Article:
Miss Ellamay’s Mum Talks About Hyperemesis

Kelly Fitzsimons, mum to Miss Ellamay – the mini fashionista, speaks out about Hyperemisis (severe morning sickness) that led to 26 hospital admissions before going into labour…

What is Hyperemesis Gravidarum?

Hyperemesis is a complication of pregnancy in which women experience extreme levels of nausea and vomiting. Unlike regular pregnancy sickness which affects around 70-80% of pregnant women to some degree and is considered a normal, if unpleasant, part of pregnancy, hyperemesis is not normal and can be potentially life threatening without adequate treatment.

Around 1 in 100-150 pregnant women will be admitted to hospital due to the dehydration and malnutrition that hyperemesis can cause. Many more women will need time of work due to nausea and vomiting in pregnancy. Living with severe levels of nausea and/or vomiting for any length of time can have a profoundly negative impact on a person’s health and well-being.

In the past, hyperemesis gravidarum was sometimes thought to be a psychosomatic illness and women were often accused of mentally rejecting their baby. Thankfully this has been completely disproved and it is well established to be a biological condition although its causes have yet to be fully understood. Unfortunately there is a persistent stigma around sickness in pregnancy and a common belief that medication should not be used in pregnancy. Again, this is not true and leads to a significant amount of suffering when treatment for severe symptoms is refused. Many treatments are safe, even in early pregnancy and there are guidelines doctors can follow for prescribing them.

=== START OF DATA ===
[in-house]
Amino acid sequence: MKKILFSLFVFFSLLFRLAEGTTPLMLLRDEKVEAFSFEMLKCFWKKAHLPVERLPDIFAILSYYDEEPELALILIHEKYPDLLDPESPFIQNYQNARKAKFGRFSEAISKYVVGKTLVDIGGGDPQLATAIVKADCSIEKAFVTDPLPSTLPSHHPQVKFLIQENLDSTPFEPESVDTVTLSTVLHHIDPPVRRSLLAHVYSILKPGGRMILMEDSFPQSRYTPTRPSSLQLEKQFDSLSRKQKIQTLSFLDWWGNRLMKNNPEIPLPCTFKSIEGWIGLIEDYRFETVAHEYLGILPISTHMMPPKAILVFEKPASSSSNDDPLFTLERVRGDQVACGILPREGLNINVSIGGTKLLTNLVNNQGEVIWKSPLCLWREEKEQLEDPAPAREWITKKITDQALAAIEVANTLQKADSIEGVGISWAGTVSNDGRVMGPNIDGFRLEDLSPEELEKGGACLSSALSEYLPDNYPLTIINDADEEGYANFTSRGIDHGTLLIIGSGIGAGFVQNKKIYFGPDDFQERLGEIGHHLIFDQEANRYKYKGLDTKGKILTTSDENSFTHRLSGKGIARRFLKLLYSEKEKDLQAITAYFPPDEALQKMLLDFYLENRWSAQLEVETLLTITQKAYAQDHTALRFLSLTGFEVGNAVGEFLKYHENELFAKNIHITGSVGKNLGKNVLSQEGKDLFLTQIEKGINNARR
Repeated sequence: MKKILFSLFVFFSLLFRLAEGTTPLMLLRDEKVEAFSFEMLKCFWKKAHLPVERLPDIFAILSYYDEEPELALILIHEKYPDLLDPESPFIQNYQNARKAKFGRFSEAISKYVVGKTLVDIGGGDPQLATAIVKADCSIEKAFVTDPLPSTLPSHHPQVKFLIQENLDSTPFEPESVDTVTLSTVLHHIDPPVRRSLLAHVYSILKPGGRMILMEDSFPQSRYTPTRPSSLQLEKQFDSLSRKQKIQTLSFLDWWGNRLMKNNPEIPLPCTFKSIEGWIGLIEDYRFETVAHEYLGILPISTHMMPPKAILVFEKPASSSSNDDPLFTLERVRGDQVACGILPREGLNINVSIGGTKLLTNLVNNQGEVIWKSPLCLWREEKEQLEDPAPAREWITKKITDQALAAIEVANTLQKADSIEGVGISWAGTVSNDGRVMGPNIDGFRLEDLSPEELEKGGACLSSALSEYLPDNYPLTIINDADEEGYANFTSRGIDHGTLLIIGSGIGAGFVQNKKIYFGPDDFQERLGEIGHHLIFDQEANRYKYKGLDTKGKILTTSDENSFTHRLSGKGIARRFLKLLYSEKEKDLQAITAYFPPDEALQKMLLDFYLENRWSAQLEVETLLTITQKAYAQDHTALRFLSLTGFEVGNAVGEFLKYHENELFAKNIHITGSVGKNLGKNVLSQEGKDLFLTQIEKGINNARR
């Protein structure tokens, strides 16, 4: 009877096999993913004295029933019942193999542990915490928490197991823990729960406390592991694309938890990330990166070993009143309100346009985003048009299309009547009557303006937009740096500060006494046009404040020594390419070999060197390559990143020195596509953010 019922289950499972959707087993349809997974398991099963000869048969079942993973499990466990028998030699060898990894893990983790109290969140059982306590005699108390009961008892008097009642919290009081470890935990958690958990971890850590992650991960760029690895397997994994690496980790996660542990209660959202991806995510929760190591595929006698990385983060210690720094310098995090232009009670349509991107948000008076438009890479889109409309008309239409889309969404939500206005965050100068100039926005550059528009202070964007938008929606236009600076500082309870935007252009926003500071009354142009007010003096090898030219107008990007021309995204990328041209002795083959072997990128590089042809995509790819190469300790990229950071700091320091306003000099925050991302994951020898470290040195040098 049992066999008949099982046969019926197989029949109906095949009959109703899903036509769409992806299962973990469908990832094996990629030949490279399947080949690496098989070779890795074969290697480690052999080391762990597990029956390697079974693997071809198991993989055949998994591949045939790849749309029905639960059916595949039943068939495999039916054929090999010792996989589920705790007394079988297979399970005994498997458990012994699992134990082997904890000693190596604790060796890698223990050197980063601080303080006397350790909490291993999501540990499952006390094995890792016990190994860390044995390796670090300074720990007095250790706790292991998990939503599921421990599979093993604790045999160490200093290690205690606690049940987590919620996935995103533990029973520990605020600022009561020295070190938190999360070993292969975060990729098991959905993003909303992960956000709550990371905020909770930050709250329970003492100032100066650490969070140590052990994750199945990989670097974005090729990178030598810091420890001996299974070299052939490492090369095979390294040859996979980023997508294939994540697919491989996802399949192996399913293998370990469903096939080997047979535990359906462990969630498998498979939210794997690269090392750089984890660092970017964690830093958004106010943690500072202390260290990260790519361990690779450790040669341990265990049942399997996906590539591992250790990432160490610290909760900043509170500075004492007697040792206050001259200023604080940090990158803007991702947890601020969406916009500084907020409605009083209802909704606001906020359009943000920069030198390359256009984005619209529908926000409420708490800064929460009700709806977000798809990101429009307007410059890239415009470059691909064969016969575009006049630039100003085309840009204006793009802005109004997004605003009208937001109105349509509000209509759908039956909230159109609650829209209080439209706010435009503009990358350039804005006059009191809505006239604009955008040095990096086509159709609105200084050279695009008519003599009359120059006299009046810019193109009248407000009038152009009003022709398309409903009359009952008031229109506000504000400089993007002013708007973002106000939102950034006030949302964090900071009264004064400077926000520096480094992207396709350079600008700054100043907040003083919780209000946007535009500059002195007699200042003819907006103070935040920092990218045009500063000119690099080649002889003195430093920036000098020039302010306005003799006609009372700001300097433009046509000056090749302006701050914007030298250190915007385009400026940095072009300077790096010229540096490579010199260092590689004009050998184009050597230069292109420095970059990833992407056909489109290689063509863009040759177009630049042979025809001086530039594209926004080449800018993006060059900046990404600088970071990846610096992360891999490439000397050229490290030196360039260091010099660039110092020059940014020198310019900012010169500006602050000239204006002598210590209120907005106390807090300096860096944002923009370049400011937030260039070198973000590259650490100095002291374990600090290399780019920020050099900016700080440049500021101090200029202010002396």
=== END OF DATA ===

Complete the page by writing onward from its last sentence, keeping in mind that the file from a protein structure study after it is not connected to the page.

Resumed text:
Hyperemesis can be an incredibly lonely condition as many women are housebound for months and often feel misunderstood or not believed. Hyperemesis Ireland has established a network of volunteers across the country who can provide support and comfort to women suffering. The network is made up of women who know first hand how it feels and can help with information about coping strategies and advocacy.

Source Hyperemesis Ireland

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